San Diego M&As: Assignability of Confidentiality Agreements
Under California law, most contracts and contractual rights can be freely assigned. Legally speaking, an assignment is a transfer of the rights (and obligations) of a contract held by one person/entity to another. Assignments are common when there is a business acquisition or merger. For example, where a new business entity plans to take possession of real property that is held pursuant to a commercial lease, it is necessary that there be an assignment of that lease from the previous tenant to the new tenant.
Another set of contracts that should be assigned during a merger or acquisition are confidentiality agreements. These agreements might have been signed by current and former employees, vendors, contractors, those with whom confidential information has been exchanged, those involved in litigation and more. Part of the merger and acquisition due process is to have an experienced San Diego corporate attorney review such agreements and provide for assignment to the buyer or newly-created entity. Hopefully, the confidentiality agreements are facially assignable. That is, hopefully, the agreements state within the agreements that they are freely assignable without further action by those who are bound by the confidentiality obligations.
Even if the confidentiality agreements are not facially assignable, they should still be assigned as part of the purchase or sale of the business. Many contracts do not need to explicitly specify that assignment is permitted. Indeed, as noted, most contracts are freely assignable under California law. Likely, this is true with respect to confidentiality agreements. There does not appear to be a California court case directly holding that confidentiality agreements can be assigned without prior consent, but there are a couple of cases from other jurisdictions. The most recent case is Hawg Tools, LLC v. Newsco International Energy Services, Inc., 411 P.3d 1126 (Colo. App. Div. II, 2016). Hawg Tools involved allegations of trade secret misappropriation related to something called a mud motor used in operations to drill for and extract oil and natural gas. A certain machinist created a new design with respect to a mud motor manufactured and sold by Daniel Gallagher. The machinist obtained the help of a designer — Joe Ficken — who signed an agreement with Gallagher that included this confidentiality provision:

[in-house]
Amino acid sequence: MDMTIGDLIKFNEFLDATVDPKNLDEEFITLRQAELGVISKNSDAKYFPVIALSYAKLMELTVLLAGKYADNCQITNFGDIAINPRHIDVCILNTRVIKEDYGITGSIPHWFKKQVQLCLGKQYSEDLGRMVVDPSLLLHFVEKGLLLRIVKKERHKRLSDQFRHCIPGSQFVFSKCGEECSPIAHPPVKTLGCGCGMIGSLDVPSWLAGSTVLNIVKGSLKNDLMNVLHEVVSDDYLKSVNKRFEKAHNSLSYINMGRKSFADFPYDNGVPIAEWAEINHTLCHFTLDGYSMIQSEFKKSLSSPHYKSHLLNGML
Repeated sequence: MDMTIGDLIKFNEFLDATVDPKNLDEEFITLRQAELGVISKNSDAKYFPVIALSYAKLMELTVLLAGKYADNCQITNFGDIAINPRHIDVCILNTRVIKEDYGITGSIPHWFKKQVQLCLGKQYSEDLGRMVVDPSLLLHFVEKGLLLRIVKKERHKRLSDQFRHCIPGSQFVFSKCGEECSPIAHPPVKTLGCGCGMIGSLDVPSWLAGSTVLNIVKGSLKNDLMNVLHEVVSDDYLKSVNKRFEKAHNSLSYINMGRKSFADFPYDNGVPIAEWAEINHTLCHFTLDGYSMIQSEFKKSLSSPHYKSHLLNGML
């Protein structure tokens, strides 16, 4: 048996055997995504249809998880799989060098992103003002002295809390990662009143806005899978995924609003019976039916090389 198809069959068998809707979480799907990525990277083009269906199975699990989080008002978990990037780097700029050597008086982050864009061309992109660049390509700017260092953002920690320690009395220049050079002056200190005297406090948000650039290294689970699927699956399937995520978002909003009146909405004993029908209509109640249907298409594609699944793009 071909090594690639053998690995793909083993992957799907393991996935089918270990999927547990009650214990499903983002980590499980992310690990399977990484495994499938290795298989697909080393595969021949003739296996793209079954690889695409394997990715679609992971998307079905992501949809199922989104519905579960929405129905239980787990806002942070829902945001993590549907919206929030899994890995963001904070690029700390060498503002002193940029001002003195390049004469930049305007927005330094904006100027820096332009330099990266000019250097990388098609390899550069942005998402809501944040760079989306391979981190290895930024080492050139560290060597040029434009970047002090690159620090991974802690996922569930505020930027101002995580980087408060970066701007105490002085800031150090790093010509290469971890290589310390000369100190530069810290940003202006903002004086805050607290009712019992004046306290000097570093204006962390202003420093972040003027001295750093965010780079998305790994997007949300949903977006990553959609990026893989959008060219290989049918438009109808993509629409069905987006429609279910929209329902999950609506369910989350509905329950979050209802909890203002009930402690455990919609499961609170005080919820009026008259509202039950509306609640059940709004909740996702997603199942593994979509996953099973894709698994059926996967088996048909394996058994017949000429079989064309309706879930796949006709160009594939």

“Confidentiality. [The designer] shall not at any time use for [his] own benefit, or disclose to any person or entity any of the Protected Materials or any information related thereto (the “Confidential Information”).”
Later, Gallagher started a new company — Hawg Tools — and transferred certain of his assets to Hawg Tools, including Ficken’s agreement containing the confidentiality provision.
Some years after that, Ficken began working for Newsco International and Hawg Tools accused him of using for his own benefit and of disclosing confidential information to his new employer. Hawg Tools brought suit claiming trade secret theft and breach of the confidentiality agreement.
Among other defenses, Ficken — and Newsco — argued that Ficken did not consent to the assignment of his agreement from Gallagher to Hawg Tools. The Colorado Court of Appeals rejected the argument. The court held that confidentiality provisions can be assigned, even if the agreement is silent with respect to assignment and even if no explicit consent is given for assignment. Under Colorado law, only contracts that involve “personal trust or confidence” cannot be freely assigned. A confidentiality agreement does not involve personal trust or confidence. As such, Hawg Tools was permitted to enforce the confidentiality agreement that Ficken had signed with Gallagher. A similar holding involving an employee confidentiality provision can be found in Symphony Diagnostic Services No. 1 v. Greenbaum, 828 F. 3d 643 (US 8th Cir. 2016). There are sound logical and practical reasons that California courts would follow the holdings of these cases.
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For more information, call attorney Michael Leonard, Esq., of San Diego Corporate Law. Call Mr. Leonard at (858) 483-9200 or contact him via email. Mr. Leonard provides legal services related to business law, private securities offerings/sales, the sale/purchase of a business, and for mergers and acquisitions. Mr. Leonard can also assist with setting up a new corporate entity, annual corporate maintenance, and can help review and draft business contracts. Mr. Leonard can be reached at (858) 483-9200 or via email. Like us on Facebook.